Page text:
"NO," Jan says. She is sure her son would have lived if he had received professional help.

Suicide is a permanent solution to a temporary problem. People who are suicidal can change their minds rather quickly. In a 1988 essay titled "Heaven and Nature," writer Edward Hoagland explains why he no longer keeps a loaded gun in his home.

"Death's edge," he says "is so abrupt and near that many people who expect a short and momentary dive may be astounded to find that it is bottomless and change their minds and start to scream when they are only half-way down."

Jan understands how quickly a depression includes death-thoughts. It was just after Christmas 2002, and she was driving her car at night. She had been physically ill and was trying to recover from the difficult holiday season.

"I put on a song that I cry to a lot, "I Believe" by Diamond Rio, Ð and I heard my own voice say, "drive into the lights."

The first set of lights came by and then the next and I heard the voice say again, "Drive into the lights."

Upon returning home safely, Jan wondered "How can I of all people, who [have] everything to live for, feel that way?"

With professional help her depression resolved. The experience left her scared but smarter about how deep you can go and how fast it happens.

Listen . . . people with suicidal thoughts want to talk

Having suicidal thoughts is more frightening than discussing them. Talking about suicide does not persuade a person to kill themselves any more than the sight of a condom induces a person to have sex.

If you suspect someone is depressed, tell them you?ve noticed they seem sad. Ask them if they ever think about hurting themselves.

Then listen. Talking about suicidal thoughts can help.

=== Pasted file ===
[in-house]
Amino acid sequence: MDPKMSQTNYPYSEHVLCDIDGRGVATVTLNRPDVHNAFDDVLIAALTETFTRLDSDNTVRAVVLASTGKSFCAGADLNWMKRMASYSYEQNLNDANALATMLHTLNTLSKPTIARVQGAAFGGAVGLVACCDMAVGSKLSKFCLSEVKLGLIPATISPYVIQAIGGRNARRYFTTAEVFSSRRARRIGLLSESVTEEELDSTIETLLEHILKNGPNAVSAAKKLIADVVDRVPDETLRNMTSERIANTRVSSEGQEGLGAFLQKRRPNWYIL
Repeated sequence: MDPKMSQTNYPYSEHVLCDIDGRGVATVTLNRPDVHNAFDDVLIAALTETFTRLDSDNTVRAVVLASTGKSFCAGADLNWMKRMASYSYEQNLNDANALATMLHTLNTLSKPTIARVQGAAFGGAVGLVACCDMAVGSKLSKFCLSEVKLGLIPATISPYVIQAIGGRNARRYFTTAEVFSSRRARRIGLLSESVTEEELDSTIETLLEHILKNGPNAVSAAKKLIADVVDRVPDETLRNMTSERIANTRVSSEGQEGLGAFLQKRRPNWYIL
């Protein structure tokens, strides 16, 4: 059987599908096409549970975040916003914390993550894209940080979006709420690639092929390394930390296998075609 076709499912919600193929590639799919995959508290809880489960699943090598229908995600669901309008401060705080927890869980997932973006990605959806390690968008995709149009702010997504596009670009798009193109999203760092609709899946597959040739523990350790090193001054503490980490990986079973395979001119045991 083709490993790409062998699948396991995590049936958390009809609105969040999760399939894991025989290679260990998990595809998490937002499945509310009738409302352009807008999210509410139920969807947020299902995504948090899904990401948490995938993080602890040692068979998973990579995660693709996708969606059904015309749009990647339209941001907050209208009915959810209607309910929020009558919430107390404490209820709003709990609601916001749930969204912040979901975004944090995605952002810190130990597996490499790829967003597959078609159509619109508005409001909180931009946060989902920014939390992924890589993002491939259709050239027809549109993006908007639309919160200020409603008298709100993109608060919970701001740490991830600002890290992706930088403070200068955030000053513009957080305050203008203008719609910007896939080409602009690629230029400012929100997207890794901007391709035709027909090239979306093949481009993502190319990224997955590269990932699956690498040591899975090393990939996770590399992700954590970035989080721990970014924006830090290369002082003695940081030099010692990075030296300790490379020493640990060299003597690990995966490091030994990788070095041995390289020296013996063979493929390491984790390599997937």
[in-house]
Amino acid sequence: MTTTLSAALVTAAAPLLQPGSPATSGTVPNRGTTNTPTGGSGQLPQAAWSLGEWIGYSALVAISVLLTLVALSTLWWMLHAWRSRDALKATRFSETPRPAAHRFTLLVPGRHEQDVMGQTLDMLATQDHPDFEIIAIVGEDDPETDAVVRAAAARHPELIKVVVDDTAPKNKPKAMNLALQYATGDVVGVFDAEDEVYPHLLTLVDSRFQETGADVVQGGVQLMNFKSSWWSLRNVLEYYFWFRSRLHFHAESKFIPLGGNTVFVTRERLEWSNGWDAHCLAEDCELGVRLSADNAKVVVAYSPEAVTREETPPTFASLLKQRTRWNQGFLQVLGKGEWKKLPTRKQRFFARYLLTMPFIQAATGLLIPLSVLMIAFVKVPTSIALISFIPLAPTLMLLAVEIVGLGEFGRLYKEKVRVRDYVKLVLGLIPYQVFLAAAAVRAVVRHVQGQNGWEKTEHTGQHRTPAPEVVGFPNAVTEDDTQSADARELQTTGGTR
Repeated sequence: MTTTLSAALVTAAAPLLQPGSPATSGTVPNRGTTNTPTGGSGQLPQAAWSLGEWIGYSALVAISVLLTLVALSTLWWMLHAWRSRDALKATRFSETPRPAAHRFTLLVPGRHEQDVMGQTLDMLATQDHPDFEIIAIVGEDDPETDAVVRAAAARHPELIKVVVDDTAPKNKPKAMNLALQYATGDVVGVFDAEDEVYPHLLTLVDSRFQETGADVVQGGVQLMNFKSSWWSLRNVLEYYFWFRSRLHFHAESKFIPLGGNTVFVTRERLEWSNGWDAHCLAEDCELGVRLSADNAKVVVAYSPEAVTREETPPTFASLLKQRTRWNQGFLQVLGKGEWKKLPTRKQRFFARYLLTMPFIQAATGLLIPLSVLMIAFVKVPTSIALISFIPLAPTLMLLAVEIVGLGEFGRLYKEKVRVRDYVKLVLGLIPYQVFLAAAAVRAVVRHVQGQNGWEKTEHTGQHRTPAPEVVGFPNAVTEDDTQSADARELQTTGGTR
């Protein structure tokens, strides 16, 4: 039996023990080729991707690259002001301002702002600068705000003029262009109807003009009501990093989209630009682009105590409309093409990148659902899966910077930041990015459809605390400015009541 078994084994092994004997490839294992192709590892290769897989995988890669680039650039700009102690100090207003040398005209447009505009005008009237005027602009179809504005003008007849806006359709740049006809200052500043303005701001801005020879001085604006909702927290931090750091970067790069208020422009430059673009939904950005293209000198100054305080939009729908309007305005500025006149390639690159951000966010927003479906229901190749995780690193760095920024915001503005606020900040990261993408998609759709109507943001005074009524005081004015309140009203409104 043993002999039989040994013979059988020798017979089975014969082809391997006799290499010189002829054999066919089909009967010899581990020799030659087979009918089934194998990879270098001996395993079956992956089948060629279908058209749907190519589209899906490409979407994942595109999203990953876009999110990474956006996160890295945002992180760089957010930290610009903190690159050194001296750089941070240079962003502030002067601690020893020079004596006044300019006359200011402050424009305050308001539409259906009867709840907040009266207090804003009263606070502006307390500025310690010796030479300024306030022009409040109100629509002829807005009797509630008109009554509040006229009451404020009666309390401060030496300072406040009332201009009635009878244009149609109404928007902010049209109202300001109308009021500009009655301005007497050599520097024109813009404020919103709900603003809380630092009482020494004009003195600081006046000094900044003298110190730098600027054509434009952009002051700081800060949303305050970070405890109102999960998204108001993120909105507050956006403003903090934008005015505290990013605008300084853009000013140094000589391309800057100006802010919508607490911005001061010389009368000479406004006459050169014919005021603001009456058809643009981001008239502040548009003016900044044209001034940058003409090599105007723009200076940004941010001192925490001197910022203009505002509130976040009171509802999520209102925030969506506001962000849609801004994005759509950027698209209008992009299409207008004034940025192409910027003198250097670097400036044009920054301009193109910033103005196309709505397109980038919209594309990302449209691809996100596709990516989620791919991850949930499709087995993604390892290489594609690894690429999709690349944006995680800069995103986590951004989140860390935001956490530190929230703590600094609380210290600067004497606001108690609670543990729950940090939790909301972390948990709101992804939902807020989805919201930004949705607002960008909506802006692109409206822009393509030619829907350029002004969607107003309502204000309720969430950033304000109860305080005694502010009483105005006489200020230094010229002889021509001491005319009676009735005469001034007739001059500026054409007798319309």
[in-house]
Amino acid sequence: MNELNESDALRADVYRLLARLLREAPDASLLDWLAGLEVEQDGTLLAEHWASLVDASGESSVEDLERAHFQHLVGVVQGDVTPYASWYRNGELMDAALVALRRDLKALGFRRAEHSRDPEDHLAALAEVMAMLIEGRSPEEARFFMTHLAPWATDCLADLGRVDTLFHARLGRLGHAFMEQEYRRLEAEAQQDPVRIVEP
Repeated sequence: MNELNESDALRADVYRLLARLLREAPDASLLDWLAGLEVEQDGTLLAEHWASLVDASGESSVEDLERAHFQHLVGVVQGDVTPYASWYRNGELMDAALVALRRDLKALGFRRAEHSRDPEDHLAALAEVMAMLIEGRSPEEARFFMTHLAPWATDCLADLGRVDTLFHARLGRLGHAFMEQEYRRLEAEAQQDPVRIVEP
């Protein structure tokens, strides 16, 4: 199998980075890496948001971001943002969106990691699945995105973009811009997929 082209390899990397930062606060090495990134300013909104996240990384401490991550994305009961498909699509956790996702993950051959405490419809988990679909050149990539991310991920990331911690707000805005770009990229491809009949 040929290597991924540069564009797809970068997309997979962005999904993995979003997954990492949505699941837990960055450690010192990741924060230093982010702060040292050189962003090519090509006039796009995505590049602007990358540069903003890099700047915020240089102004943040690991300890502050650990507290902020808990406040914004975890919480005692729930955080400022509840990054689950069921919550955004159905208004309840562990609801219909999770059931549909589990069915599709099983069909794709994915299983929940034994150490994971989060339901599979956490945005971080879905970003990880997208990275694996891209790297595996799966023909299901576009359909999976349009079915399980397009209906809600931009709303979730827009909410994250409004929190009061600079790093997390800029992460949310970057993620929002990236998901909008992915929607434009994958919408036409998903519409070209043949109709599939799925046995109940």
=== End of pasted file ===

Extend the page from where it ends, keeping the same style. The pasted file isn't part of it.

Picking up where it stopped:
According to Laura Krome, LCSW, a Louisville psychotherapist, "Most suicidality is isolative. When a person begins to talk about it, they are often able to see it in a bigger context, with its repercussions." This may be why crisis phone lines have been an effective prevention tool.

According to psychotherapist, Krome, the first years of college can be hazardous. College students sometimes feel vulnerable and unworthy. They might feel they've let their parents down.

College students will often call a suicide hotline. Crisis counselors are safe strangers, trained to respect each person's point-of-view, even the desire for suicide. Counselors do not say, "You have so much to live for" or "Look on the bright side." They ask questions, listen and try to understand.

Nathan's memory encourages his mother to continue her efforts in prevention and awareness. This summer, as she approached his 21st birthday and the one-year anniversary of his death, Nathan inspired Jan to write song lyrics. The chorus goes like this: "Tell them, Momma, tell them not to follow in my shoes. Tell them, Momma, a life's too much to lose."

© Copyright 2004. All rights reserved.

© Stephen Ulrich 2013